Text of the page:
A “redemption song” for anyone dreaming of a musician profile done right, this robust and admirably unresolved tribute to Bob Marley, the man and his moment, comes courtesy of an unlikely producing source: the reggae legend’s family. Made in cooperation with son Ziggy (a co–executive producer) and supported by a full complement of revealing new interviews with collaborators, adversaries and even a studio janitor, Marley sets up clash as its central theme. Sonically, there’s the genius who bridged lighthearted utopianism with militant ferocity. Socially, we see soccer-obsessed Rastas living in uneasy proximity to London punks. And visually, Jamaica’s verdant hills lead to the icescapes of wintry Germany, where Marley spent his final months as a 36-year-old cancer patient in 1981.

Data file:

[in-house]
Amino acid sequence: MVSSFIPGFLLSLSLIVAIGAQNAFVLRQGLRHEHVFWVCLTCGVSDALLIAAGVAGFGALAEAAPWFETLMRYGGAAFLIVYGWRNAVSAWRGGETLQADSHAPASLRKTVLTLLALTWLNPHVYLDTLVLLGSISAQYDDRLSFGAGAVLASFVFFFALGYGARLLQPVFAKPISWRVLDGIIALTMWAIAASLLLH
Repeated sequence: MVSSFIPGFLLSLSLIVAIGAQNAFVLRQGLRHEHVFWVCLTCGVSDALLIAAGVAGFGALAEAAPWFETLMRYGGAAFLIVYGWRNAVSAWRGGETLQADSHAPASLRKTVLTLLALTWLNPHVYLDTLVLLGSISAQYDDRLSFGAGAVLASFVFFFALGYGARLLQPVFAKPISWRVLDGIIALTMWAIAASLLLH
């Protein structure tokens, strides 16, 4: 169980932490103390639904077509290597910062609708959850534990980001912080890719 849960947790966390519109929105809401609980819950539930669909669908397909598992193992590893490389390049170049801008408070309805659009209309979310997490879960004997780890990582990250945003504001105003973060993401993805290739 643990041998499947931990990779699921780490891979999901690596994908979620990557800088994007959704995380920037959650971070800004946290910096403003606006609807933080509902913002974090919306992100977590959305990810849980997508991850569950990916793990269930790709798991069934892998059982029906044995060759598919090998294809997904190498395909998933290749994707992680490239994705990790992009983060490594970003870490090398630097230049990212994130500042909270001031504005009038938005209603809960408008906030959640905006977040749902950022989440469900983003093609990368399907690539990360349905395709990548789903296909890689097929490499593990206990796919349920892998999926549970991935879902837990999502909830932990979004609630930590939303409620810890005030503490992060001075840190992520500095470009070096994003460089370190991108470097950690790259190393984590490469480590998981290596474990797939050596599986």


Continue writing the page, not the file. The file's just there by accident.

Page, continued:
Embodying all of the conflict, not always gracefully, is the icon himself, unavoidably a mystery (little interview footage exists), yet brought to life by The Last King of Scotland’s Kevin Macdonald with a rare degree of complexity. The product of a mixed-race, short-lived union and a shockingly poor Trenchtown childhood, Marley is evinced as both warm and cool in equal measure. Widow Rita and Miss World girlfriend Cindy Breakspeare speak of a driven, spiritual man; children remember a competitive, sometimes insensitive parent. Infidelities are discussed, along with a necessary dose of corrective calculation: Marley was hardly a naive pawn in his rise, nor had he thought out all the angles. The tunes, flooding every frame, remain perfect.
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